DIY Raman spectroscope
The purpose is to build a Raman spectrometer, inspired by the paper of Mohr C, Spencer CL, Hippler M (2010) Inexpensive Raman Spectrometer for Undergraduate and Graduate Experiments and Research. Journal of Chemical Education 87: 326–330. doi:10.1021/ed800081t  providing a base. (wish i could add a template for simple citing).
A Raman spectrometer is a tool that can help identify molecules, the spectra will provide information on different chemical groups (types of bonds in a molecule) and a mostly unique fingerprint displayed in the range of 500–2000 cm−1 wavelength.
Note. This Raman spectrometer will most likely bee of low resolution compared to the high end commercial Raman spectrometers available.
A Raman spectrometer consists basically of a monochromatic light source, for example a laser that emits a single wavelenght that is aimed at a a beam splitter in a 90 degree angle causing the monocrhromatic light pass through an inverted lens hitting the sample, due to interactions different light frequencies are reflected straight back towards the cutoff filter into the detector.
To quote wiki: The laser light interacts with molecular vibrations, phonons or other excitations in the system, resulting in the energy of the laser photons being shifted up or down. The shift in energy gives information about the vibrational modes in the system.
The Raman effect is based on molecular deformations in electric field E determined by molecular polarizability α. The laser beam can be considered as an oscillating electromagnetic wave with electrical vector E. Upon interaction with the sample it induces electric dipole moment P = αE which deforms molecules. Because of periodical deformation, molecules start vibrating with characteristic frequency υm.
Amplitude of vibration is called a nuclear displacement. In other words, monochromatic laser light with frequency υ0 excites molecules and transforms them into oscillating dipoles. Such oscillating dipoles emit light of three different frequencies when:
1. A molecule with no Raman-active modes absorbs a photon with the frequency υ0. The excited molecule returns back to the same basic vibrational state and emits light with the same frequency υ0 as an excitation source. This type if interaction is called an elastic Rayleigh scattering.
2. A photon with frequency υ0 is absorbed by Raman-active molecule which at the time of interaction is in the basic vibrational state. Part of the photon’s energy is transferred to the Raman-active mode with frequency υm and the resulting frequency of scattered light is reduced to υ0 - υm. This Raman frequency is called Stokes frequency, or just “Stokes”.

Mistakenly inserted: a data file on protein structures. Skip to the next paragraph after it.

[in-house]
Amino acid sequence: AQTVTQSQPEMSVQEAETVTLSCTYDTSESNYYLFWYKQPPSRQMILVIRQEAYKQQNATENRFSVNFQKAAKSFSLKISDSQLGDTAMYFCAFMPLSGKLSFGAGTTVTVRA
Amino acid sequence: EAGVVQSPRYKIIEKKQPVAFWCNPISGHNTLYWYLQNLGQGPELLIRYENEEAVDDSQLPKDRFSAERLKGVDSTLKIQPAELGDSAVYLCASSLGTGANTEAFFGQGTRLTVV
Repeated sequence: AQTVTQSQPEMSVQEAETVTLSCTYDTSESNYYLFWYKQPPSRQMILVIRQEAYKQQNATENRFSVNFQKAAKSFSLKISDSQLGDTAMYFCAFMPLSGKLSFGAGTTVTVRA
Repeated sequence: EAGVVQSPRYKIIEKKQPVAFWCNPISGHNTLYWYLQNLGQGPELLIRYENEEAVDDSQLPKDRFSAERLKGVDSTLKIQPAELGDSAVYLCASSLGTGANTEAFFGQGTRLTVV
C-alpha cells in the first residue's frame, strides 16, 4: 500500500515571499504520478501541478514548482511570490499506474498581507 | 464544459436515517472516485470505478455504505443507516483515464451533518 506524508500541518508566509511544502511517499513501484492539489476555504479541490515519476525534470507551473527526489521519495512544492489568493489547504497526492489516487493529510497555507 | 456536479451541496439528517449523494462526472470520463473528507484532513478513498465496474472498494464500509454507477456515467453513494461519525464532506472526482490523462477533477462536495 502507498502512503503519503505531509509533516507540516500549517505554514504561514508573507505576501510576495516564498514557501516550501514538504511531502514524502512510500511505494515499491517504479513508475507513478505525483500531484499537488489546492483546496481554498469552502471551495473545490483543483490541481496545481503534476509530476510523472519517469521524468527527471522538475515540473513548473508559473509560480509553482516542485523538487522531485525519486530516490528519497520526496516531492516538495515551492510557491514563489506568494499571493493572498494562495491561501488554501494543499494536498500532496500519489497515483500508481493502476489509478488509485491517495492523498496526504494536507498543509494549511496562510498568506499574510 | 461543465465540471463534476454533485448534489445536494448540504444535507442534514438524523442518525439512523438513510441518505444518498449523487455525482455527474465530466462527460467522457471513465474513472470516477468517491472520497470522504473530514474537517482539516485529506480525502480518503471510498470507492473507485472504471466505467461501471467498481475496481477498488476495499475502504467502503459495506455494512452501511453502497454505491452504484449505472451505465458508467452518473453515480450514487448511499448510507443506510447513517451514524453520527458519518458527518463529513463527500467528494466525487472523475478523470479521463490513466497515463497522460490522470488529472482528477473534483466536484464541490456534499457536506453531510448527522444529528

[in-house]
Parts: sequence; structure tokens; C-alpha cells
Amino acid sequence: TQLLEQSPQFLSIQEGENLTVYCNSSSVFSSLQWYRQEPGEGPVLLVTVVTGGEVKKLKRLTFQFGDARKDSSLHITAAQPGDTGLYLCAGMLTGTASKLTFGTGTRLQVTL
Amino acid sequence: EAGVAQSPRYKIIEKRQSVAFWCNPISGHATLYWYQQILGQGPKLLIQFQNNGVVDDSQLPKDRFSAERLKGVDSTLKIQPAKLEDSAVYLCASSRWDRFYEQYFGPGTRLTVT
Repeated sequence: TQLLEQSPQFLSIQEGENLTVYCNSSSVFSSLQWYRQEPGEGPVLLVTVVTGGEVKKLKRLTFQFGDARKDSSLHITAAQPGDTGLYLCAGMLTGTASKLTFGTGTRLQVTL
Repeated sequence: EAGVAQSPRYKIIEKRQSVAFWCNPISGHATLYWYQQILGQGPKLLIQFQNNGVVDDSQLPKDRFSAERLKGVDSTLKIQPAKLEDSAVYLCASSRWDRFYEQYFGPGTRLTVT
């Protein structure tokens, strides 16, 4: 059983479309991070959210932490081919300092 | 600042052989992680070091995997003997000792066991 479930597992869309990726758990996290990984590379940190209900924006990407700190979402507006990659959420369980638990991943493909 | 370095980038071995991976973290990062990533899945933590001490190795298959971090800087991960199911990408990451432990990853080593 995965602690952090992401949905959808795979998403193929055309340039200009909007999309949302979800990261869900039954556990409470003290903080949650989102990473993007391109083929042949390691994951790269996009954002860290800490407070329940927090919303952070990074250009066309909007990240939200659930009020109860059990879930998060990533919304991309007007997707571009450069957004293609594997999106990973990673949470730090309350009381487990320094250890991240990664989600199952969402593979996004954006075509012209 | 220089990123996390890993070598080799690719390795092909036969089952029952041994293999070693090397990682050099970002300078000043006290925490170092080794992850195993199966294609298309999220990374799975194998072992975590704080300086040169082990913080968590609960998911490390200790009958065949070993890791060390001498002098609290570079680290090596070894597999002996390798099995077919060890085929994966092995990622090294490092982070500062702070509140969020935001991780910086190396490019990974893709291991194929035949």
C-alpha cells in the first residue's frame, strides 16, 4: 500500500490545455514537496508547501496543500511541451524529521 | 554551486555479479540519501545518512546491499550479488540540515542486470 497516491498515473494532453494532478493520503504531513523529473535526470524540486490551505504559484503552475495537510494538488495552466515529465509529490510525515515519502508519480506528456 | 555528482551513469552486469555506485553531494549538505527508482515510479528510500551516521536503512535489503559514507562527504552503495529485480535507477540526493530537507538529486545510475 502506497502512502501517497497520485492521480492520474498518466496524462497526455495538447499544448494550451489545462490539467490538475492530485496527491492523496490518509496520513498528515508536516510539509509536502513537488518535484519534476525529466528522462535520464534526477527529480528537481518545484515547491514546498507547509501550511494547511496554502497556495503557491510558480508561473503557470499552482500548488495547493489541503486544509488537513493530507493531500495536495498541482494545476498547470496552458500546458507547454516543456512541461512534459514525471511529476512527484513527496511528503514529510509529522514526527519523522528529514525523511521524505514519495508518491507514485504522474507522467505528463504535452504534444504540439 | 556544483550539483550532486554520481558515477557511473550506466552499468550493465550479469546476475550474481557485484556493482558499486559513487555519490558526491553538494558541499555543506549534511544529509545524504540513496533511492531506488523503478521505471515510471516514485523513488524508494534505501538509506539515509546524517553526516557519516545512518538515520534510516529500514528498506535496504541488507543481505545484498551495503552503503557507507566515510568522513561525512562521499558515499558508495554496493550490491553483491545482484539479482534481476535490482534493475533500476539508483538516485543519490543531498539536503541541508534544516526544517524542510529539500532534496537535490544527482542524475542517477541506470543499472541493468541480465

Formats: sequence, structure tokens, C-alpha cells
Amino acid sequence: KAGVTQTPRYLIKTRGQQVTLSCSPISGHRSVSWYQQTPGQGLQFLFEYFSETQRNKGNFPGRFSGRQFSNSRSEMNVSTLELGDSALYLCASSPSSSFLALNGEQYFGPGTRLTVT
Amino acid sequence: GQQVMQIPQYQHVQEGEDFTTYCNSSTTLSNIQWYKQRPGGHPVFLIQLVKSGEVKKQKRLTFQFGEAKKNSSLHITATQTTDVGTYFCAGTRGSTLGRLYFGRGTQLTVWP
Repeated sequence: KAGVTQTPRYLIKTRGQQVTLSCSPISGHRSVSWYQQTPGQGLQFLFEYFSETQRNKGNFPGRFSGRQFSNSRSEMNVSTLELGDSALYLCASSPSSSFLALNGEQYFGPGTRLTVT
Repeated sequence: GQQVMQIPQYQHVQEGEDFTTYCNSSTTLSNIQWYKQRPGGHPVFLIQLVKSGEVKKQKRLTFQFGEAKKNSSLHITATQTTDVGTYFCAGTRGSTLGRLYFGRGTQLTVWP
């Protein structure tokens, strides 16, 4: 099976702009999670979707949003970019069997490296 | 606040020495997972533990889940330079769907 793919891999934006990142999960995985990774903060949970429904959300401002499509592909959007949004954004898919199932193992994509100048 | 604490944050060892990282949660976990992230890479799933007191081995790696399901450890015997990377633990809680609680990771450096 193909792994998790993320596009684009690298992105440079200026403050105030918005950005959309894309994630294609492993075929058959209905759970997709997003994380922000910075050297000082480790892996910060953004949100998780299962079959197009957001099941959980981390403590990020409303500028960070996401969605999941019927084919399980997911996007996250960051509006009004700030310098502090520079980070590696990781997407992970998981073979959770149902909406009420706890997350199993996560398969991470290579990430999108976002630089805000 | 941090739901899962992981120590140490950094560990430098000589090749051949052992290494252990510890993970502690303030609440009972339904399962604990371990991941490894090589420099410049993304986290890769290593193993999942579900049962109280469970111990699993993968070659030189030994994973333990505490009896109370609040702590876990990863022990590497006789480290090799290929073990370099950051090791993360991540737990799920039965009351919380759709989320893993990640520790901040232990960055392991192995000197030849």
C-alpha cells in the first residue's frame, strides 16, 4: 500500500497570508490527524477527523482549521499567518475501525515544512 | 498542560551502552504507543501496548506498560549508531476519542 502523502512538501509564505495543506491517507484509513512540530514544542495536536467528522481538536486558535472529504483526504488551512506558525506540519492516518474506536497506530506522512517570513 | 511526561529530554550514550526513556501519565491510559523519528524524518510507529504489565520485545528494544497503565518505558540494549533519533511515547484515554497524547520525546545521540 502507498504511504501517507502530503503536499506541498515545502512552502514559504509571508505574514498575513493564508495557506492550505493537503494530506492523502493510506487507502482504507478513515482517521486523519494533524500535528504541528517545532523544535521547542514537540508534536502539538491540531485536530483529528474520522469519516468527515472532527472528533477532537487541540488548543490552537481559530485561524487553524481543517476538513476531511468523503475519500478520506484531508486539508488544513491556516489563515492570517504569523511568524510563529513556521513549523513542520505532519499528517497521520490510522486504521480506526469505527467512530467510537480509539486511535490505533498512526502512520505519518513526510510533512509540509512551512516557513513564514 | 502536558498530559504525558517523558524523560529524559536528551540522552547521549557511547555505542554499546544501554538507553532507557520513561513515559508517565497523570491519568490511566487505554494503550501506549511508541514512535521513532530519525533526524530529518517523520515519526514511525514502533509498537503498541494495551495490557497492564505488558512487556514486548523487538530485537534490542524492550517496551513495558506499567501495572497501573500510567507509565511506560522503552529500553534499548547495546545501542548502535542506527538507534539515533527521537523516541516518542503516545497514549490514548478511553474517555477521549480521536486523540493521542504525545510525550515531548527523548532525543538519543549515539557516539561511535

3. A photon with frequency υ0 is absorbed by a Raman-active molecule, which, at the time of interaction, is already in the excited vibrational state. Excessive energy of excited Ramanactive mode is released, molecule returns to the basic vibrational state and the resulting frequency of scattered light goes up to υ0 + υm. This Raman frequency is called AntiStokes frequency, or just “Anti-Stokes”.
About 99.999% of all incident photons in spontaneous Raman undergo elastic Rayleigh scattering. This type of signal is useless for practical purposes of molecular characterization. Only about 0.001% of the incident light produces inelastic Raman signal with frequencies υ0 ± υm. 
In the Hippler paper a DIY raman spectrometer using a low power green laser is build at a cost close to $5000 while this is quite a revolution compared to the old industry prices i beleive a DIY raman spectrometer can be constructed much cheaper.
Given the fact that the equipment that surrounds the spectrometer in this setup performs adequate the spectrometer itself will serve as the core of the Raman spectrometer, inspired by the sciencemadness the starting point before attempting to create my own spectrometer would be an ebay offer on an unaligned Science surplus 1800 lines/mm grating spectrometer at the price of 200$ . Ideally i would love to contruct my own spectrometer if anyone is willing to help me out on this it should bee possible to build a spectrometer that is superior and of lower cost.
The remaining components of the Raman spectroscope are a monochromatic light source (intense continous laser light) estimated 25-50$, for the beamsplitter i will take out the beamsplitter that is in 1 of my old uv/vis detectors otherwise the cost price for buying a simple beam splitter is between 20-50$, As a filter i will use the 25mm Raman Edge for 532 nm, Omega . Optionally a laser trap could be added this should reduce noise .
The box from one of the old uv/vis detectors could be used containing the complete setup this should also reduce any scatter noise.
Software for windows is provided with the spectrometer but perhaps it would be nice to write something for a linux or posix environment.
!__IMORTANT__! : protective glasses blocking the wavelenght of the laser and preferably IR are required for safety when working with a high powered laser.